- What is the balance of numbers between those dying in hospital from Covid-19 and those leaving having recovered? The rare euphoria that greets those who leave hospital having recovered (as with 101-year-old Keith Watson who was recently discharged from a hospital in Worcestershire) suggests that very few people have actually left hospital alive having been admitted with Covid-19. Is the government trying to hide this? Is the grim truth that you are likely to die if you go into hospital with Covid-19? Does this mean that people are being admitted to hospital far too late because of the advice given by the NHS and its 111 service? Should the NHS simply stop trying to treat patients with Covid-19? (An update noted below suggests that more than half of the people going into intensive care in UK hospitals with Covid-19 die).
- Why did the government not act sooner? Some of us had argued back in January of the threat posed by the then un-named new coronavirus (I first raised concerns on 20th January, and first posted about its extent in China on social media on 27th January). It was very clear then (and not only with hindsight) that this posed a global threat. Undoubtedly the WHO failed in its warnings, and did not act quickly enough to declare a pandemic, but many governments did act to get in supplies of Personal Protective Equipment (PPE), testing equipment, and ventilators. The UK government has failed its people. One quarter of my close family have probably already had Covid-19; many of my friends have also had it – some very seriously. I guess therefore that between a quarter and a third of those living in the UK may already been ill with the pandemic (Update 13th April: this must be an exaggeration, as news media over Easter suggest that experts think the current figure of infections is only 10%; Update 26th April, the MRC-IDE at Imperial College modelling back from actual deaths, suggest that only some 4.36% of the UK population is infected). They are individual human beings, and not just statistics.
These questions are hugely important now, and not just when a future review is done, because it is still not too late to act together wisely to try to limit the impact of Covid-19 in the UK. The fact that the government has not yet been transparent and open about these issues is deeply worrying. In trying to explain them the following scenarios seem likely. I very much hope they are not true, and that the government can provide clear evidence that I am wrong:
1. Throughout, the government knew that the NHS would be overwhelmed by Covid-19, and has been doing all it can to cover up its own failings and to protect the NHS. In 2016, a review called Exercise Cygnus was undertaken to simulate the impact of a major flu pandemic in the UK. The full conclusions have never been published, but sufficient evidence is in the public domain to suggest that it showed that the NHS was woefully unprepreard, with there being significant predicted shortages of intensive care beds, necessary equipment, and mortuary space. In December 2016 the then excellent Chief Medical Officer Dame Sally Davies, conceded that “a lot of things need improving”. It is now apparent that the government (largely including people who are still leading it) did nothing to rectify the situation, and must therefore be held in part responsible for the very high death rate in the UK. Its failure to fund the NHS appropriately in recent years is but a wider symptom of this lack of care and attention to the needs of our health system. I therefore find it very depressing that this government is now so adamant in asking us to protect the NHS; as shown on the cover of the document sent to all households in the UK (illustrated above), it seems to be more concerned with protecting the NHS (listed second) above saving lives (listed third).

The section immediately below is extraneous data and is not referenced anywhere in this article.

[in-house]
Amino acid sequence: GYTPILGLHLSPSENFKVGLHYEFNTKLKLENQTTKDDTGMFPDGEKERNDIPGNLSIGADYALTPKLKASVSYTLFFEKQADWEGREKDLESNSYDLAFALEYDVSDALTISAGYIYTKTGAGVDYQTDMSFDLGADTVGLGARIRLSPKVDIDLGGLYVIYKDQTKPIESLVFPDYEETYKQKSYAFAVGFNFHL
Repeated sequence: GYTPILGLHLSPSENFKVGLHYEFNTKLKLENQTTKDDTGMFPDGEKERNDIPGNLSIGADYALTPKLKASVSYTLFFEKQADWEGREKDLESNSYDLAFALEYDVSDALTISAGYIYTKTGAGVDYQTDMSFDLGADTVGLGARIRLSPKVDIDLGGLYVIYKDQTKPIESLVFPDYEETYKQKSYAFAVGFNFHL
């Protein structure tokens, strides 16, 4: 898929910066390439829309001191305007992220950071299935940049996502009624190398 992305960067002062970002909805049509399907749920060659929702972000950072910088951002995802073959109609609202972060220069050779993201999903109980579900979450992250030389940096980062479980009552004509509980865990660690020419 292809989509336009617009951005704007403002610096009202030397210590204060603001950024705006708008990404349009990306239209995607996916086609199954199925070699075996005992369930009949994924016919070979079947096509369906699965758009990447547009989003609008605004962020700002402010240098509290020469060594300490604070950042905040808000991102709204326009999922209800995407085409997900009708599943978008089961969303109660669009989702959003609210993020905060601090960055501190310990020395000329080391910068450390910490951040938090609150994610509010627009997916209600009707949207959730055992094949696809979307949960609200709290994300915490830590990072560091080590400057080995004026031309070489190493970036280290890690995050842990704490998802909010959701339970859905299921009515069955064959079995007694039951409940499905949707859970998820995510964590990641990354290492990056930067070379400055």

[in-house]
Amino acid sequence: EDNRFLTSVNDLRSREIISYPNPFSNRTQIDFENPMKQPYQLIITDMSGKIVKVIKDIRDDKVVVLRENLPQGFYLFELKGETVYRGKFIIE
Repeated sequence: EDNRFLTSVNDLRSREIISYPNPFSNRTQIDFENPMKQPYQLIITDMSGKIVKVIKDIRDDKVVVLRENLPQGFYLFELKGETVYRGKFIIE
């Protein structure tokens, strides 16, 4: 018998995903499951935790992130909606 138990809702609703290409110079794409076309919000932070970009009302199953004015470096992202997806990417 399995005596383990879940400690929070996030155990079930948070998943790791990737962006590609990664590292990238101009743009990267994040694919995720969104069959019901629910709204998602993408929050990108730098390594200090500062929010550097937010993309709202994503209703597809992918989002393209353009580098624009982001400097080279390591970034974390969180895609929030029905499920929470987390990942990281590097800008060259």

2. The government has consigned those least likely to survive Covid-19 to death in their homes. Despite claims that the government is caring for the most vulnerable, it seems probable that its advice to the elderly and those most at risk to stay at home was not intended primarily for their own good, but was rather to prevent the NHS from being flooded with people who were likely to die. This is callous, calculating and contemptable. On March 22nd, The Sunday Times published an article that stated that “At a private engagement at the end of February, Cummings [the Prime Minister’s Chief Advisor] outlined the government’s strategy. Those present say it was “herd immunity, protect the economy and if that means some pensioners die, too bad”. Downing Street swiftly denounced this report, but it remains widely accepted that even if these were not the exact words Cummings used, this was indeed the view of some of those at the top of the UK government at that time. Subsequent evidence would support this. Some, perhaps many, hospital trusts, for example, have clearly told their staff not to accept people who are very old and fall into the most vulnerable category. Likewise, Care Homes have been told to care for Covid-19 patients themselves, since they may not be accepted in hospital. The British Geriatrics Society thus notes (30th March) that:
- “Care homes should work with General Practitioners, community healthcare staff and community geriatricians to review Advance Care Plans as a matter of urgency with care home residents. This should include discussions about how COVID-19 may cause residents to become critically unwell, and a clear decision about whether hospital admission would be considered in this circumstance”